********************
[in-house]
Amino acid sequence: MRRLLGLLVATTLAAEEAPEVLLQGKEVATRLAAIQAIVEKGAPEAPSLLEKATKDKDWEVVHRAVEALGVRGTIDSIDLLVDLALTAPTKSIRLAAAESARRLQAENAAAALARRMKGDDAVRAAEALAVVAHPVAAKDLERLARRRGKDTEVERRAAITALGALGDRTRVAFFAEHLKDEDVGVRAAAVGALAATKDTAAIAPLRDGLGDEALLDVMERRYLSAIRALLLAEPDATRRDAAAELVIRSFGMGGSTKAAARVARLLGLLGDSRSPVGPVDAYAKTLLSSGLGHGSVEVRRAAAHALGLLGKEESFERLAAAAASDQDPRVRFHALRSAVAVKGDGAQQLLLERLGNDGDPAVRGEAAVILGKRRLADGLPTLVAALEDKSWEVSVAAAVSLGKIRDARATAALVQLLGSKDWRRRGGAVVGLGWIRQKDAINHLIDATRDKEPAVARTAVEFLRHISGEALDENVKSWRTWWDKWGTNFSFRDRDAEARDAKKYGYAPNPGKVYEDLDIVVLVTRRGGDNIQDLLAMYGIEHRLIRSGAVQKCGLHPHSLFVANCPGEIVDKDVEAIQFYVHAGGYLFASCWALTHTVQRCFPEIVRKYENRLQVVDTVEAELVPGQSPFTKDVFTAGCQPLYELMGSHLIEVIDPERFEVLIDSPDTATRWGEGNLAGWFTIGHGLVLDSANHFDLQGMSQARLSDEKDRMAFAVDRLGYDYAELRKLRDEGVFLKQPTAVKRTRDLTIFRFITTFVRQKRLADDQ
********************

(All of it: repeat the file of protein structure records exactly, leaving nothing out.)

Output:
[in-house]
Amino acid sequence: MRRLLGLLVATTLAAEEAPEVLLQGKEVATRLAAIQAIVEKGAPEAPSLLEKATKDKDWEVVHRAVEALGVRGTIDSIDLLVDLALTAPTKSIRLAAAESARRLQAENAAAALARRMKGDDAVRAAEALAVVAHPVAAKDLERLARRRGKDTEVERRAAITALGALGDRTRVAFFAEHLKDEDVGVRAAAVGALAATKDTAAIAPLRDGLGDEALLDVMERRYLSAIRALLLAEPDATRRDAAAELVIRSFGMGGSTKAAARVARLLGLLGDSRSPVGPVDAYAKTLLSSGLGHGSVEVRRAAAHALGLLGKEESFERLAAAAASDQDPRVRFHALRSAVAVKGDGAQQLLLERLGNDGDPAVRGEAAVILGKRRLADGLPTLVAALEDKSWEVSVAAAVSLGKIRDARATAALVQLLGSKDWRRRGGAVVGLGWIRQKDAINHLIDATRDKEPAVARTAVEFLRHISGEALDENVKSWRTWWDKWGTNFSFRDRDAEARDAKKYGYAPNPGKVYEDLDIVVLVTRRGGDNIQDLLAMYGIEHRLIRSGAVQKCGLHPHSLFVANCPGEIVDKDVEAIQFYVHAGGYLFASCWALTHTVQRCFPEIVRKYENRLQVVDTVEAELVPGQSPFTKDVFTAGCQPLYELMGSHLIEVIDPERFEVLIDSPDTATRWGEGNLAGWFTIGHGLVLDSANHFDLQGMSQARLSDEKDRMAFAVDRLGYDYAELRKLRDEGVFLKQPTAVKRTRDLTIFRFITTFVRQKRLADDQ